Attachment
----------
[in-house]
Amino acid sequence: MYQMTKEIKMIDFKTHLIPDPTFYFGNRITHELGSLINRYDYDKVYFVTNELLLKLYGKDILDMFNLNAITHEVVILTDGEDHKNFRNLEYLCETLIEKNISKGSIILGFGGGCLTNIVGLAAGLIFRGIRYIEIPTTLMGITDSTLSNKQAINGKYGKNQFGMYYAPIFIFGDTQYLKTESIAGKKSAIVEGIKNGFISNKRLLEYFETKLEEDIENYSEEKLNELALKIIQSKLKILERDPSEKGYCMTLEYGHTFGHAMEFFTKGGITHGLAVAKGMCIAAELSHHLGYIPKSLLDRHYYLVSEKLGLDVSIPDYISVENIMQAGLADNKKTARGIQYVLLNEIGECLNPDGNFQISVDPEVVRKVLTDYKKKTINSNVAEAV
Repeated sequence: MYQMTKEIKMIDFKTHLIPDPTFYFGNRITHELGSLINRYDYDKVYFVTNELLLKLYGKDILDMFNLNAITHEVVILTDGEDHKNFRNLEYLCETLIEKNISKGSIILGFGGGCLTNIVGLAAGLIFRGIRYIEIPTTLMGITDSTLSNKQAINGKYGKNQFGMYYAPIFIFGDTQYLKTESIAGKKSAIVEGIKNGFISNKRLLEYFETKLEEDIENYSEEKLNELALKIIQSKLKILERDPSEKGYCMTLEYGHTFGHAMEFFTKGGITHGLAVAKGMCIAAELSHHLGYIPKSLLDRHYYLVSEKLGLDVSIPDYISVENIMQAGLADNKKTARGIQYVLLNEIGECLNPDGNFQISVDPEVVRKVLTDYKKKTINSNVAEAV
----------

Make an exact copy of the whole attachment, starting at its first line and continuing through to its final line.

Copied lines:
[in-house]
Amino acid sequence: MYQMTKEIKMIDFKTHLIPDPTFYFGNRITHELGSLINRYDYDKVYFVTNELLLKLYGKDILDMFNLNAITHEVVILTDGEDHKNFRNLEYLCETLIEKNISKGSIILGFGGGCLTNIVGLAAGLIFRGIRYIEIPTTLMGITDSTLSNKQAINGKYGKNQFGMYYAPIFIFGDTQYLKTESIAGKKSAIVEGIKNGFISNKRLLEYFETKLEEDIENYSEEKLNELALKIIQSKLKILERDPSEKGYCMTLEYGHTFGHAMEFFTKGGITHGLAVAKGMCIAAELSHHLGYIPKSLLDRHYYLVSEKLGLDVSIPDYISVENIMQAGLADNKKTARGIQYVLLNEIGECLNPDGNFQISVDPEVVRKVLTDYKKKTINSNVAEAV
Repeated sequence: MYQMTKEIKMIDFKTHLIPDPTFYFGNRITHELGSLINRYDYDKVYFVTNELLLKLYGKDILDMFNLNAITHEVVILTDGEDHKNFRNLEYLCETLIEKNISKGSIILGFGGGCLTNIVGLAAGLIFRGIRYIEIPTTLMGITDSTLSNKQAINGKYGKNQFGMYYAPIFIFGDTQYLKTESIAGKKSAIVEGIKNGFISNKRLLEYFETKLEEDIENYSEEKLNELALKIIQSKLKILERDPSEKGYCMTLEYGHTFGHAMEFFTKGGITHGLAVAKGMCIAAELSHHLGYIPKSLLDRHYYLVSEKLGLDVSIPDYISVENIMQAGLADNKKTARGIQYVLLNEIGECLNPDGNFQISVDPEVVRKVLTDYKKKTINSNVAEAV